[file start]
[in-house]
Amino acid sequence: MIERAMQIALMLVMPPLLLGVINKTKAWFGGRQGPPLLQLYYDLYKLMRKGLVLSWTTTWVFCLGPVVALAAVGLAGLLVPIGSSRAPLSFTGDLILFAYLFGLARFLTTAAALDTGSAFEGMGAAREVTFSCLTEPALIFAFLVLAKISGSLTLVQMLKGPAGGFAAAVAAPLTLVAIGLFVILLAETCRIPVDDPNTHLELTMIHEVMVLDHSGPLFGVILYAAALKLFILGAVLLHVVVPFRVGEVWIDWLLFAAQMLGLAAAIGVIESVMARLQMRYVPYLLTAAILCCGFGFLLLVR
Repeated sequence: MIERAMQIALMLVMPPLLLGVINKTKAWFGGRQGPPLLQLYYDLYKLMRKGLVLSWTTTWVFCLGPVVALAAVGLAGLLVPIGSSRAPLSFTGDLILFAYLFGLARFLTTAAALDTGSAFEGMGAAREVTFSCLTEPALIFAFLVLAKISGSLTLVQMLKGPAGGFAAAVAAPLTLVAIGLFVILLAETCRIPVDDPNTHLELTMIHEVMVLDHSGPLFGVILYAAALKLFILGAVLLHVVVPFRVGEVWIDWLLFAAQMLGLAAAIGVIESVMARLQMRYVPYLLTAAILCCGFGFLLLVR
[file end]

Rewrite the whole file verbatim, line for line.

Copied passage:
[in-house]
Amino acid sequence: MIERAMQIALMLVMPPLLLGVINKTKAWFGGRQGPPLLQLYYDLYKLMRKGLVLSWTTTWVFCLGPVVALAAVGLAGLLVPIGSSRAPLSFTGDLILFAYLFGLARFLTTAAALDTGSAFEGMGAAREVTFSCLTEPALIFAFLVLAKISGSLTLVQMLKGPAGGFAAAVAAPLTLVAIGLFVILLAETCRIPVDDPNTHLELTMIHEVMVLDHSGPLFGVILYAAALKLFILGAVLLHVVVPFRVGEVWIDWLLFAAQMLGLAAAIGVIESVMARLQMRYVPYLLTAAILCCGFGFLLLVR
Repeated sequence: MIERAMQIALMLVMPPLLLGVINKTKAWFGGRQGPPLLQLYYDLYKLMRKGLVLSWTTTWVFCLGPVVALAAVGLAGLLVPIGSSRAPLSFTGDLILFAYLFGLARFLTTAAALDTGSAFEGMGAAREVTFSCLTEPALIFAFLVLAKISGSLTLVQMLKGPAGGFAAAVAAPLTLVAIGLFVILLAETCRIPVDDPNTHLELTMIHEVMVLDHSGPLFGVILYAAALKLFILGAVLLHVVVPFRVGEVWIDWLLFAAQMLGLAAAIGVIESVMARLQMRYVPYLLTAAILCCGFGFLLLVR